In “Micropolitics and Segmentarity” Chapter of A Thousand Plateaus, Deleuze and Guattari carefully expose the intrinsic danger of molecular flights or escapes into indiscernibility in the face of molar segmentations of power. The chapter is a provocation to engage molar determinations, but also a warning. Part of the reason for the collapse of the social order is the potential of molecular subjectivities to embrace rigid and linear terms of individual and collective determinations.
The fact is there are only subjectivities inasmuch as there are only intensions (forces of multiplicity or singularities; in Spinoza, what amount to passions) that form extensive organization of subjects that people institutions over time. But this is not to say that subjectivities are historically formless. Their pre-individuating tendencies (before their potentials are segmented into social roles, for instance) constitute potentials for compositional determinations. But the plane on which these compositions take effect already partake of a history, that is to say, it is already organized according to points of determinations, signifying regimes, in relation to perceptions, which demarcate boundaries for self-effectuation of becomings. Lines of flights draw from these pre-individuating tendencies (in the Bergsonian sense), but will always be met by conditions of compositionality already pre-arranged by molar organizations and centralization mechanisms. These conditions are differently segmented in the sense that lines of flights are also not immune to self-destructive tendencies as segmentary lines and lines of flight also overlap.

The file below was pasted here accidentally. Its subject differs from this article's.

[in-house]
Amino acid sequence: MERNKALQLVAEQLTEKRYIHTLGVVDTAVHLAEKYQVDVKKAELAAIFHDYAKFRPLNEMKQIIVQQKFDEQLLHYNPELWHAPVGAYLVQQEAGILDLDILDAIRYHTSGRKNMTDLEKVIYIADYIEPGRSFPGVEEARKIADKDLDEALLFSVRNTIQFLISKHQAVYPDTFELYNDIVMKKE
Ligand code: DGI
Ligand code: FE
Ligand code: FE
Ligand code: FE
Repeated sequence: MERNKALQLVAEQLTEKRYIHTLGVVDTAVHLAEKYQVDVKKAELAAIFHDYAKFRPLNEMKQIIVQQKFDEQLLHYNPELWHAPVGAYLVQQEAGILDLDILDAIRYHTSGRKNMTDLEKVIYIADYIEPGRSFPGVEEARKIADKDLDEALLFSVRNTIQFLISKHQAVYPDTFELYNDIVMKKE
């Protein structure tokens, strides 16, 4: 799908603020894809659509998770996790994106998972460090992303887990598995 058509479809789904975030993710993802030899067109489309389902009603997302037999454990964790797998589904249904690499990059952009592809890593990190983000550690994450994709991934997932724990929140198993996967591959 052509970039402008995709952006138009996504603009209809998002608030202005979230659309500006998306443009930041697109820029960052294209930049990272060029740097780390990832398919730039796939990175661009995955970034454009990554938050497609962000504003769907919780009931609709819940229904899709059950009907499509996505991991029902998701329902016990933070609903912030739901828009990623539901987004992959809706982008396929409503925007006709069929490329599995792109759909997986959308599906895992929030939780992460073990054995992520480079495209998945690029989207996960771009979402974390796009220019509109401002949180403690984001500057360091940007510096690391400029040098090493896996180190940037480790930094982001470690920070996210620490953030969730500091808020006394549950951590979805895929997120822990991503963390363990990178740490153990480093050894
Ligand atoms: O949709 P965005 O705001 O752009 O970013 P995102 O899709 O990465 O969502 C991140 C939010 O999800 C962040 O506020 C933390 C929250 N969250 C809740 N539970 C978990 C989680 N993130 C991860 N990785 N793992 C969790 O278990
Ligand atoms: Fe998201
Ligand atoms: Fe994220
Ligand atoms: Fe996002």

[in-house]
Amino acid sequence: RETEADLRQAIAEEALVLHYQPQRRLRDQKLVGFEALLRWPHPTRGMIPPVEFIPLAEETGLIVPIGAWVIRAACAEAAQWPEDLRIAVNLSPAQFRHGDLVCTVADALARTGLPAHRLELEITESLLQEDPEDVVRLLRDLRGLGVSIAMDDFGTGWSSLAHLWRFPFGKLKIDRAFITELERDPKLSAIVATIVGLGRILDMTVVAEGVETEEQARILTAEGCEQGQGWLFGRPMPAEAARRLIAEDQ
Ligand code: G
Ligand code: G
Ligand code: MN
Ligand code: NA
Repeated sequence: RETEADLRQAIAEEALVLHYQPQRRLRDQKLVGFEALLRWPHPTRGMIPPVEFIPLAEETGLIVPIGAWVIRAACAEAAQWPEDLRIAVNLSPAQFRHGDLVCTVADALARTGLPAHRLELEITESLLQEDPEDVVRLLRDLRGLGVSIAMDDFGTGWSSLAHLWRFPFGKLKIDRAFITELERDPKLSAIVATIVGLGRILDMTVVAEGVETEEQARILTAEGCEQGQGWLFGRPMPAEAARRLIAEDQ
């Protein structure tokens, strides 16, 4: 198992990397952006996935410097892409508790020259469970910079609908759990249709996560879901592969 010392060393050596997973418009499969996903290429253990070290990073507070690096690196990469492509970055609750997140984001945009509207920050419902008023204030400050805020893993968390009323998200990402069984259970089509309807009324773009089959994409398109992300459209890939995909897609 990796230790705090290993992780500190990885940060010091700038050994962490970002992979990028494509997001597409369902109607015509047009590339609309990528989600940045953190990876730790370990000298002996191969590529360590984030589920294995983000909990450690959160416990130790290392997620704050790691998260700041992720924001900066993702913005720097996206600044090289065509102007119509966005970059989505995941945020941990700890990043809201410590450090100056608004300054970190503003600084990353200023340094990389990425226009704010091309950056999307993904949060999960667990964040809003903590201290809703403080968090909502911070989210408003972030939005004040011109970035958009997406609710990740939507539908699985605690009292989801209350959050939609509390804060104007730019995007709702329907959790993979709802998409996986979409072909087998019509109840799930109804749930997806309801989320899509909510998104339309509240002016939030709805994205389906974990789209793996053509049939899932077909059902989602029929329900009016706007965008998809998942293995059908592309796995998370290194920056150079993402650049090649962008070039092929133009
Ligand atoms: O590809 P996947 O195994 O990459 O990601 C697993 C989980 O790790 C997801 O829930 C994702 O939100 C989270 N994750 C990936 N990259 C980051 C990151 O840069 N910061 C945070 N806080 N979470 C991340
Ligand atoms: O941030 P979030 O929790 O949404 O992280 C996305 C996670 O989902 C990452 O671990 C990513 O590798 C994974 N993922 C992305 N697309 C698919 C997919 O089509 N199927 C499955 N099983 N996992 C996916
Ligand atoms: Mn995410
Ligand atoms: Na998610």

In relation to contemporary postmodern political challenges, for instance, the danger of microfascisms, as Deleuze and Guattari describe of rhizomatic and molecular assemblages, ‘trapped in a thousand little monomanias, self-evident truths, and clarities that gush from every black hole’ (ATP, 228), is that they render politics devoid of signification. The end of the Cold War, for instance, generated conditions when certainties were no longer subject to conflicting hegemonies that once wielded ideological truths. In a sense, politics became devoid of its old meanings. Certainties were deterritorialized into micro-assemblages at the expense of molar truths. Even so, despite their long history of segmenting rhizomatic subjectivities into molar forms of determinations (political, moral, economic, etc.), molar formations are still shadowed by unspent molecular potentials, notwithstanding the fact that they have also been reterritorialized into rigid segmentary positions over time. Every molar aggregate is supported by molecular elements, ‘microinvestments’ that, as Deleuze and Guattari describe in Anti-Oedipus, statistically constitute ‘macroscopic social formations’ (ibid.).
Deleuze and Guattari also argue that the bigger a molar an entity is, the more it is capable of deterritorialization; the more molecular entities sustain it. But also the more deterritorialized entities are, the more prone they are to excessive singularization especially when larger organizing centers that used to lend them official expressions collapse (for instance, when people begin to reject a dominant organizing principle through revolutions or civil unrest), or undergo new forms of territorialization. Take the case of fascism. Fascism is not a unilateral molar intervention, but always already preceded by microfascisms that were already ‘sinking in voids’, which in the end become reterritorialized into lines of destruction. As Deleuze and Guattari observe, ‘it was this reversion of the line of flight into a line of destruction that … animated the molecular focuses of fascism, and made them interact in a war machine instead of resonating in State apparatus’ (ibid., 231).